A one member UDRP panel awarded the domain name EstherHeesch.com to what the panel found to be a “a rising star in the fashion and modeling agencies…an international supermodel represented by the prestigious agency, Next Model Management.”
“Through years of continuous use in commerce in the United States and abroad, the name “Esther Heesch” has acquired the sufficient secondary meaning under applicable intellectual property law so that common law trademark rights exists in the name even without a federal or state trademark registration.”
I’m not sure about this one.
The domain name was registered on December 31, 2012.
Ms. Heesch is 16 years old.
Check out this language from the panel’s decision:
“The Panel further note that based upon the limited information in Complainant’s record—namely the dates provided in a Google web search—it would seem that the domain name was registered (December 31, 2012) at a relatively early point in Complainant’s new and up-and-coming career as a professional model.”
Well the Complaint was filed on June 18th 2013 which isn’t that much later than December 2012 where the Panel notes it was relatively early in her career.
Could be the youngest person to be awarded their domain name based off their fame?
On the other hand the domain holder pointed the domain to porn and did not respond to the UDRP.
Here is some more of the decision:
“The first question that arises is whether Complainant has rights in a trademark or service mark.”
“Complainant submits that she is a rising star in the fashion and modeling agencies. Complainant argues that she is an international supermodel represented by the prestigious agency, Next Model Management.
The Panel notes that although Complainant has not registered the ESTHER HEESCH mark with a trademark agency, Policy ¶ 4(a) (i) does not require a valid trademark registration if Complainant can establish common law rights in the mark.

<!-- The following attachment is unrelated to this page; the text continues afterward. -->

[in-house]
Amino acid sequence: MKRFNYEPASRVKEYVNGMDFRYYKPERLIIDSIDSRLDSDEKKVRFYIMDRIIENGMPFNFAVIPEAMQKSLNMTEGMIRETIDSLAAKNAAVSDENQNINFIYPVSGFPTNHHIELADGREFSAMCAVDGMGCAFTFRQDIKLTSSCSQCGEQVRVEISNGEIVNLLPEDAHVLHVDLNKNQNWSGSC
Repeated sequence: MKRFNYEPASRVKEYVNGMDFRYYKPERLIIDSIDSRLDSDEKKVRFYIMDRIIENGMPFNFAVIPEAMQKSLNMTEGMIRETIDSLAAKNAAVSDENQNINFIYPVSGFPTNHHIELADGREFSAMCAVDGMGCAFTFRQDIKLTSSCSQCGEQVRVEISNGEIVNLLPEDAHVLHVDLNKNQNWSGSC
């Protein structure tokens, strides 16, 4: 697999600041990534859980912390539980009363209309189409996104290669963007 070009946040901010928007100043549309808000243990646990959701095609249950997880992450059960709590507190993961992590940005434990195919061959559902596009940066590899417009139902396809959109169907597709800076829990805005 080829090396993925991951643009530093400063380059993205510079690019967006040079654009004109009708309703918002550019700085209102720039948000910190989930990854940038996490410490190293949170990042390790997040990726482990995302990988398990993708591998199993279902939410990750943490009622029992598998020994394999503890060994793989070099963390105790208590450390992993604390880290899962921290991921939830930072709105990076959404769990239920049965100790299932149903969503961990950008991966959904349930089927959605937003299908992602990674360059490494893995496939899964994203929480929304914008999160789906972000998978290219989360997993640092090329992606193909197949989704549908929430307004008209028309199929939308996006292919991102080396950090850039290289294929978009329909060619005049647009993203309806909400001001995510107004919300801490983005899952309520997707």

Complainant contends that through years of continuous use in commerce in the United States and abroad, the name “Esther Heesch” has acquired the sufficient secondary meaning under applicable intellectual property law so that common law trademark rights exists in the name even without a federal or state trademark registration. Complainant asserts that in the second half of 2012, she walked and modeled in runway shows for Prada, Salavatore Ferragamo, Chanel, and other international brands. ”
“Complainant also states that she has also appeared in major ad campaigns for See by Chloe, Valentine, and Benetton, and was recently profiled by the New York Times Style Magazine and WhiteLies Magazine. Additionally, Complainant maintains a popular, frequently-visited Facebook “Fan Page” which receives daily posts and other feedback from fans in the United States and throughout the world. :”
Complainant has stated that ESTHER HEESCH has been used continuously for years in commerce throughout the United States and around the world.
Complainant concludes that such a use of the ESTHER HEESCH mark by Complainant evidences a common law trademark as the Complainant’s name has achieved commercial finality and diffusion.”
The panel found that Ms. Heesch “has met her burden showing common law trademark rights.”